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F ederal


Ba n k





Circular No. 7^-17^June 26, 197^

To the Chief Executive Officer,
Each Bank in the Eleventh Federal Reserve District:

Over the last several years, the number and dollar amount
of items returned unpaid by drawee banks have been increasing at a
substantial rate. The volume of such items clearing through the
Dallas Office of the Eleventh Federal Reserve District reached five
million in 1973. The average annual growth rate was 12.6 percent
during the past three years.
A recent study by the Bank Administration Institute re­
vealed that while the volume of returned items nationwide represented
only one percent of the total items handled by the banking system,
the cost of processing the items accounted for over eleven percent
of total check collection costs. The experience of this Bank supports
the cost data presented in the study. Also, this Bank supports the
conclusion that remedial action shouldbe undertaken in an effort
to contain returned item volume growth
which consequently would
reduce processing activity and cost.
For many years, the Eleventh Federal Reserve District has
experienced a disproportionately high level of returned checks in
comparison with other Reserve Districts. While there has been some
improvement nationally over the last several years, our District is
still witnessing a high return volume. In 1973 > for example, the
Federal Reserve System handled
returned items for each 1000
checks processed. The average for the Dallas Office was 1^.71
returns per 1000 checks handled. This was the highest proportion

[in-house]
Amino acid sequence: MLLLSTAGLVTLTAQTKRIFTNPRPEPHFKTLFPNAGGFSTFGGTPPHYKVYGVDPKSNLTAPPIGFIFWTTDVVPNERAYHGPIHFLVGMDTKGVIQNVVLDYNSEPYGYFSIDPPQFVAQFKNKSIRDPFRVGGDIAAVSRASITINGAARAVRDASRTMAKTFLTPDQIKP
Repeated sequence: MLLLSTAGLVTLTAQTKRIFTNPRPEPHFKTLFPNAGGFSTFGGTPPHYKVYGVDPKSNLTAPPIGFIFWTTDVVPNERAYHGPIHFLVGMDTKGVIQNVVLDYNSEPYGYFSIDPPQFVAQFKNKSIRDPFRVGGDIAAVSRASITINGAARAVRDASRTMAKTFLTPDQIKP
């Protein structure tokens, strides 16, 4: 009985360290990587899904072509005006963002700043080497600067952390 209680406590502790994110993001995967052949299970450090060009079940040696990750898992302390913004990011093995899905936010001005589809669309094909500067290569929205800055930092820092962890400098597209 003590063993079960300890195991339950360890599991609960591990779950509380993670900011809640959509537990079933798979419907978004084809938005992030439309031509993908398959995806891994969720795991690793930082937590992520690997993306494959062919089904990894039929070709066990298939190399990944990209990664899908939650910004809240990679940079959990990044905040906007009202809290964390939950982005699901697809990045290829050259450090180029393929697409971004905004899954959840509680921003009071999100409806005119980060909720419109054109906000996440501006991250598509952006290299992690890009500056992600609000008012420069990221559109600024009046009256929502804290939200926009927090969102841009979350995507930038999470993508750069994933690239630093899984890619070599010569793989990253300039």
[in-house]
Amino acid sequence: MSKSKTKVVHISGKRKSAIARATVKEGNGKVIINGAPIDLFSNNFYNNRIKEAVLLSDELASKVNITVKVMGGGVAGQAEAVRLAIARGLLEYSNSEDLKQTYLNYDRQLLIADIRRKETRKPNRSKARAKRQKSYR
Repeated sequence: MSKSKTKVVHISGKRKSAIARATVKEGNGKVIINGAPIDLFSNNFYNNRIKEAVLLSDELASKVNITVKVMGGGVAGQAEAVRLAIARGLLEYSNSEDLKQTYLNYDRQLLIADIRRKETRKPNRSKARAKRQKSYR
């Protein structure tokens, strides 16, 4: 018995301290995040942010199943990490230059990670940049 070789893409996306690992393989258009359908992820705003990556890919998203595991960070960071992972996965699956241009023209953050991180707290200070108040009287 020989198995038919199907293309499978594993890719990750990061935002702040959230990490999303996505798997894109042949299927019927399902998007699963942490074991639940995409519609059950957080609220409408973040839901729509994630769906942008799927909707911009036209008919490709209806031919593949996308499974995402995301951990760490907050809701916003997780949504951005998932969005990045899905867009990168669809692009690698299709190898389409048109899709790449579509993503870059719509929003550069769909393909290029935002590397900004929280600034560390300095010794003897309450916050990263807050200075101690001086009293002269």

of returns to checks handled among all Federal Reserve System Head
Offices and fourth highest among all Federal Reserve Offices in­
cluding branches. We can only speculate on the factors that result
in our proportionately high return volume. Our observation is that
checks generally have a higher degree of over-the-counter accept­
ability in this part of the country than in the East. Also, we are
aware of the growing trend in so called "free checking" which might
be encouraging more marginal checking accounts than might otherwise
have prevailed under the earlier requirement for minimum balances.


This publication was digitized and made available by the Federal Reserve Bank of Dallas' Historical Library (

In order to determine more specifically the causes of our
high return volume and the steps, where possible, to improve the
position of the Dallas Office, we are making a more detailed study
of return items. As we make this analysis, we are aware that problems
associated with unpaid checks axe by no means exclusive to the Federal
Reserve, and for this reason, we would welcome any comments or
suggestions you may have in this regard.
When the study has been completed, we will send you a copy
of our findings and conclusions.
Yours very truly,
P. E. Coldwell

Federal Reserve Bank of St. Louis, One Federal Reserve Bank Plaza, St. Louis, MO 63102